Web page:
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Hundreds Shut-In After Train Fire Many Allowed To Emerge After Chemical Fumes Dissipate

Mon., June 9, 1997

Hundreds of people shut themselves in their homes for hours on Sunday and others stayed in emergency shelters after a train carrying hazardous chemicals rear-ended a coal train and burst into flames.

One train worker was killed and two others were injured late Saturday when an eastbound CSX Transportation freight train rammed an eastbound CSX coal train. Thirteen cars and two engines derailed.

Only a single tanker containing acetaldehyde was burning Sunday. The chemical, used in the manufacture of acetic acid, perfumes and synthetic rubber, can weaken the central nervous system. Officials said they would let it burn itself out.

The cause of the crash was human error or signal failure, said Mike Martino, of the National Transportation Safety Board.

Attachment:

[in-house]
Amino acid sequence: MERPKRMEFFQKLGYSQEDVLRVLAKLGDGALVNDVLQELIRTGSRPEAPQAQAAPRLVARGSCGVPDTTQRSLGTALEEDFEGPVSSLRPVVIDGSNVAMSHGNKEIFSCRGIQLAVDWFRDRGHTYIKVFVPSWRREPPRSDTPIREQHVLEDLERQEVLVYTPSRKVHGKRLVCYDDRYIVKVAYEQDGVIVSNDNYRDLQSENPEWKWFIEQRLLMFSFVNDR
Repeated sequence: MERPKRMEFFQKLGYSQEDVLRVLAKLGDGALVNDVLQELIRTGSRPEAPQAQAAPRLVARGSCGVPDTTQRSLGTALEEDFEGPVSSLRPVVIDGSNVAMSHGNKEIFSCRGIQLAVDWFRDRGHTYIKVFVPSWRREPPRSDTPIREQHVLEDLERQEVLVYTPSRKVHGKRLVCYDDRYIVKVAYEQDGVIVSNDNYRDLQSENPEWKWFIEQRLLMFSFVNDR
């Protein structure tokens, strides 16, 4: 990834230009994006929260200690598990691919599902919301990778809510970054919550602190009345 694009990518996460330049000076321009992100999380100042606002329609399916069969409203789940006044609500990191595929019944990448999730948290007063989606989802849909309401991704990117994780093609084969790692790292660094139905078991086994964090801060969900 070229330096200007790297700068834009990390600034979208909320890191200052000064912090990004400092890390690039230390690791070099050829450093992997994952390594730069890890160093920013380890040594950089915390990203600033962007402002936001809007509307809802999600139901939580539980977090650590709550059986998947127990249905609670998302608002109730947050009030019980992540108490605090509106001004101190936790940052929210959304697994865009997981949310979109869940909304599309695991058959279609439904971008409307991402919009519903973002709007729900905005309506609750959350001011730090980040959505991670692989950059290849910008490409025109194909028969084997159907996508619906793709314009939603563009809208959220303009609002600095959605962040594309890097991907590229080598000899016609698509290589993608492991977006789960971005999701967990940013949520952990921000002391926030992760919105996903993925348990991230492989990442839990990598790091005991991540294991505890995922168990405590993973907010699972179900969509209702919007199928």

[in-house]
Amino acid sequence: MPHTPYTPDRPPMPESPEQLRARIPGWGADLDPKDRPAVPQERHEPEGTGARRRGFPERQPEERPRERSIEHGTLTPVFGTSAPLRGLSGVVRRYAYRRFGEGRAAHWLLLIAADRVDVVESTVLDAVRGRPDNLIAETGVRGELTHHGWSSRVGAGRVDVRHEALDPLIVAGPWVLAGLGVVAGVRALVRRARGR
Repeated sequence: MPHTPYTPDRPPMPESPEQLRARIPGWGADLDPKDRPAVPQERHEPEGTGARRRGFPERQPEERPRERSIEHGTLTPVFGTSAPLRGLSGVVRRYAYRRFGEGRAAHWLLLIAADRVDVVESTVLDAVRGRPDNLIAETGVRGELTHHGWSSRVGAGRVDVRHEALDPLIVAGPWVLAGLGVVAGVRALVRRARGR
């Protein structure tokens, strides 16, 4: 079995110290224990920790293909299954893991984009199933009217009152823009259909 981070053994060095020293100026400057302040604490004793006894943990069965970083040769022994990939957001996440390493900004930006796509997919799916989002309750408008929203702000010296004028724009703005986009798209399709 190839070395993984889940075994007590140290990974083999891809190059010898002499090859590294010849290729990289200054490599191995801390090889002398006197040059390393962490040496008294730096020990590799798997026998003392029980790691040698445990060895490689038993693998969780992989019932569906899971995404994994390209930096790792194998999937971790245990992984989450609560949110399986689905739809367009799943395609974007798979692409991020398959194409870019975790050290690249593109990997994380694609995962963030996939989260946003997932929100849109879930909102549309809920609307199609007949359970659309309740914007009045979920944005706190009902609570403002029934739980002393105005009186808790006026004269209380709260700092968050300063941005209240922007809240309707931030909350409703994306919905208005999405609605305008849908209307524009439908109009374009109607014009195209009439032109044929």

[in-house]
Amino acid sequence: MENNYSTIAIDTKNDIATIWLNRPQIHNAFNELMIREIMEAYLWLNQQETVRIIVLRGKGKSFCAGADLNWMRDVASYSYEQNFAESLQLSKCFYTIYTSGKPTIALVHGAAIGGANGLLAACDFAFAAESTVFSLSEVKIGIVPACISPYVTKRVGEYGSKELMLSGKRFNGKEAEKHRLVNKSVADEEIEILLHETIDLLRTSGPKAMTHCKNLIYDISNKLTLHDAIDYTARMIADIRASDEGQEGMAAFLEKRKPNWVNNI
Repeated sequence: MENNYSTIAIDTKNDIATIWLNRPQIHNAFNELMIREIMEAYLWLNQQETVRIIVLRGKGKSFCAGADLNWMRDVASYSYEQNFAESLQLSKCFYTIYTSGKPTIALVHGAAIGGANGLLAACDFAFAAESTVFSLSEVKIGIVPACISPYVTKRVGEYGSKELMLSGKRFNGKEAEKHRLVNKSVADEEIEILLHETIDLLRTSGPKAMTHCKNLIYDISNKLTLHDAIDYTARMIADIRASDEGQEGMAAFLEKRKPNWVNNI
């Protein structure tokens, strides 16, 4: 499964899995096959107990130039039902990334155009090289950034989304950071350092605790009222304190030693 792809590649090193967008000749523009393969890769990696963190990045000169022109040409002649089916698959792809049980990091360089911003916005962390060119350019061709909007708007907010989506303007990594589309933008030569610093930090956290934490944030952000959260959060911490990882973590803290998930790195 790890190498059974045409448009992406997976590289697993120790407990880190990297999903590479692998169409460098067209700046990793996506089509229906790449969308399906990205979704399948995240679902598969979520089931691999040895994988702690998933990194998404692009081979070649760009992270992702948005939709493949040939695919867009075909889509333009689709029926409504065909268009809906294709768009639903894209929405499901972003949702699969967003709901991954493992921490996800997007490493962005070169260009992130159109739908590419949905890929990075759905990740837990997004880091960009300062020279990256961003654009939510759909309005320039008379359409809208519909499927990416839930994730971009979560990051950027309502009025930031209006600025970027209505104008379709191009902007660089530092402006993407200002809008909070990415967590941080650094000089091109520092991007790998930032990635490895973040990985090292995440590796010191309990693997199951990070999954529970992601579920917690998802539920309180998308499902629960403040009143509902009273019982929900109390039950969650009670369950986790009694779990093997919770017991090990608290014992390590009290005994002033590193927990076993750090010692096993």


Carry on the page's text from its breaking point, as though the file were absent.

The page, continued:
Most residents in the area were allowed to return home - or emerge from their houses - Sunday afternoon after the air cleared and a road was reopened, firefighters said.

Many people had fled as flames, smoke and fumes filled Vintroux Hollow, and some went to hospital emergency rooms complaining of headaches and chest pains.

“We were waiting for a ball of fire to come in and get us,” said Beverly Post, comparing the explosion to scenes from the alien invasion movie “Independence Day.”

Some residents fled by creeping below thick smoke, and then had to crawl under railroad cars that blocked the only road.

MEMO: Changed in the Spokane edition

Changed in the Spokane edition

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